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CARE and WWF Mozambique Directors Visit P & S

May 12, 2010

Florencio Marerua, WWF Mozambique Country Director, and Barbara Jackson, CARE Mozambique Country Director, jointly conducted a visit to the Primeiras and Segundas Project May 3rd through May 5th.  Following are their reflections from the trip plus a few of Florencio’s photos.

Photo by Florencio Marerua

The Moma Fishing Association with Barbara Jackson and local CARE and WWF staff, in front of the P&S Moma office.

As we had agreed during our Steering Committee meeting in early March, we thought it was very important to demonstrate our vision of solidarity and unity as an Alliance to government partners and community members, as well as taking the opportunity to further our understanding of the challenges and opportunities that continue to evolve in this very vulnerable area of Mozambique.

We initiated our visit with a formal meeting with the Governor of Nampula Province, Felismino Tocoli.  His Excellency Dr. Tocoli greeted us with great warmth and appreciation for our collaboration and commitment to the province.  Our animated discussion centered around the new five year government plan with the priorities of promoting economic growth and development while ensuring protection of the valued natural resource base that is so evident in Nampula.  The Governor highlighted many of the advances that have been made in the past several years, including greater access to markets, improvements in health services and reduction of water-borne diseases, electrification in Moma District, and the construction of health facilities and the Palace of Justice, yet he acknowledged the continuing challenges of ensuring that economic growth reaches the poorest of the population, precisely those with whom we are working.

Improvements in access notwithstanding, it was a very long, bumpy drive to Moma District with road conditions clearly having suffered from the recent rainy season, yet the passing scenery was beautiful and it was encouraging to see the greenery of crops ripening and groups of people waiting alongside the road to transport grain to the Nampula markets for sale.  The ever-present line of women and girls carrying massive containers of water on their heads walking home late in the afternoon is unfortunately an ever constant image of northern Mozambique, where water coverage, as cited by the Governor, does not yet reach even 40% of the total population.

We spent the entire next day in the field, starting with a meeting with a fishing association and a forum of associations who expressed their concerns about having greater access to funding opportunities through the district level government decentralization funds.  This is definitely an area that we agreed we must strengthen in the future, in terms of supporting local associations’ capacities to effectively negotiate and gain what has been decreed by the central government as their rights to access funds for private initiatives, including the establishment of small businesses (e.g. providing transport services to Nampula, selling cassava stalks and others).

photo by Florencio Marerua

Visiting an eroded area recently replanted with mangroves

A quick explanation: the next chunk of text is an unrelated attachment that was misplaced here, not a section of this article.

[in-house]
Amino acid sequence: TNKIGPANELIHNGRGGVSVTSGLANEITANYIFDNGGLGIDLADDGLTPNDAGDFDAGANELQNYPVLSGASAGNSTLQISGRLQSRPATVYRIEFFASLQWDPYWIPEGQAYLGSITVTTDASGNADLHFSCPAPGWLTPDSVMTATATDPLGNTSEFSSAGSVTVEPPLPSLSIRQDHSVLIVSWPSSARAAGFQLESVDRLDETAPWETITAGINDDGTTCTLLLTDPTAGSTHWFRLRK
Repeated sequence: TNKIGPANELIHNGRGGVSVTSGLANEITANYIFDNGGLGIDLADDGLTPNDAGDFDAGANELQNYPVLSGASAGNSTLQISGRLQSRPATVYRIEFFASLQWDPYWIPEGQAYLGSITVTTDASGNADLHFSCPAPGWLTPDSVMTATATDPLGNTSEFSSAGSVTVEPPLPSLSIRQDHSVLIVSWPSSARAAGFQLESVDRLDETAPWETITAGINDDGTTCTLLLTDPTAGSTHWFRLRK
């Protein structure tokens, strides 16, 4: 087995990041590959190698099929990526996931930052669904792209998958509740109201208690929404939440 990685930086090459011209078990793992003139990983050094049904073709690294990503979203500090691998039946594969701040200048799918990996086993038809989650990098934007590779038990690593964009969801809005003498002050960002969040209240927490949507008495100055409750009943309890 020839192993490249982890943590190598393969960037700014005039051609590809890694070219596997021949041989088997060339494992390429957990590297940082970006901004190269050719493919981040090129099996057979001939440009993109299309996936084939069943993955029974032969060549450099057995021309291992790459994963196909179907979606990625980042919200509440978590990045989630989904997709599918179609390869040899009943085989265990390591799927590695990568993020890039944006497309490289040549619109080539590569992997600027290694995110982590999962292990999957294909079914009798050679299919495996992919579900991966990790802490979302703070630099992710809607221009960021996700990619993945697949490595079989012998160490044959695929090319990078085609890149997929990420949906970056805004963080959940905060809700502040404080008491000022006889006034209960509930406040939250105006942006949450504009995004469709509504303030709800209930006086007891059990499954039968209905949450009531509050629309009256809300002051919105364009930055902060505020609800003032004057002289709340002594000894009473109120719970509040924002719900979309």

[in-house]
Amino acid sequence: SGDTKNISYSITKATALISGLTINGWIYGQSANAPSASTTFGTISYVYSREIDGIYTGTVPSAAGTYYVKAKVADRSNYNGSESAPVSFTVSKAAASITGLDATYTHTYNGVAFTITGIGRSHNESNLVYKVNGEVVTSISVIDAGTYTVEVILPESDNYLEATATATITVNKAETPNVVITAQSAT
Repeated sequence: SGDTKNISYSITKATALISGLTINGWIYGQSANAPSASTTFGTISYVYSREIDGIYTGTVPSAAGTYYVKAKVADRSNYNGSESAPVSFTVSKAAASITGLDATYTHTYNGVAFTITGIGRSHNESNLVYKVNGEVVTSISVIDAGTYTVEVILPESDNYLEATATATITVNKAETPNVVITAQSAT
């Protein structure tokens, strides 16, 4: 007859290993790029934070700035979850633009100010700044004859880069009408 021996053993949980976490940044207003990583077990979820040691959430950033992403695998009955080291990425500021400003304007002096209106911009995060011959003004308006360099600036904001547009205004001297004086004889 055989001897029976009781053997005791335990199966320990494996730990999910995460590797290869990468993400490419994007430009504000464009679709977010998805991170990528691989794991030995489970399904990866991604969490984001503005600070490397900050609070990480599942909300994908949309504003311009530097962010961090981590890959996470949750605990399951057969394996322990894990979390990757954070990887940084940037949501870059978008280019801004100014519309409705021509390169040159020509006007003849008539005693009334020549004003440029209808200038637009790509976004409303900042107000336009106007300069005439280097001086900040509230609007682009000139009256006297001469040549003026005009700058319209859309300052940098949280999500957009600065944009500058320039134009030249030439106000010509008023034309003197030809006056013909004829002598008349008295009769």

Our field visit to the mangrove nursery, accompanied by members of the forum, was one in which we could have stayed much longer to discuss the great strides the associations have made to replant mangrove trees that have been cut by community members for construction.  We are concerned that these groups have not yet come up with alternative solutions to using mangrove as construction and firewood materials, and we need to find ways to support them in identifying solutions for themselves.

Visiting an agricultural site that was managed by an association founded 10 years ago – but who say that they only really started working with the P & S support – was highly invigorating as we got to see the range of techniques being employed to promote conservation of the soils, protect the harvest, and improve capacity of production.  The real leader of this community was Fátima, aged 54, who told us that the key is to have the energy and the will, but also to have “a little help” from agencies like us and through projects such as P & S to get them started, to get them to believe in themselves, and to introduce new ways of doing things.  With strong leaders such as Fátima – and we know that there are many more like her – we are certain that P & S can have even greater impact in the future.

photo by Florencio Marerua

The association president – and Fátima’s son – explains how the peanut drying rack works. This simple technique, introduced by the P&S Project, prevents toxic compounds from developing in the peanuts as they dry.

All in all, it was a great visit; a great opportunity to spend time with our field colleagues Riccardo, Tiago, and Hage, amongst others from both WWF and CARE, whom we find that we have to pull away from community dialogue so as to keep to our agenda and time.  Our staff face challenging work environments – in Moma, for example, there has been no cell phone or internet coverage for the past 10 days, it is difficult to find vegetables and fresh fruit, and housing conditions are less than optimal – yet people are hard working and committed.  Our colleagues are well known by the District Administration and we were thanked for their contributions to the efforts being undertaken by the Government of Moma to rebuild after Cyclone Jokwe and to help reduce vulnerabilities for the future.

Next trip?  Hopefully within the next three months as another joint visit – well worth the time away from our desks in Maputo!  And most enjoyable.

-Florencio and Barbara

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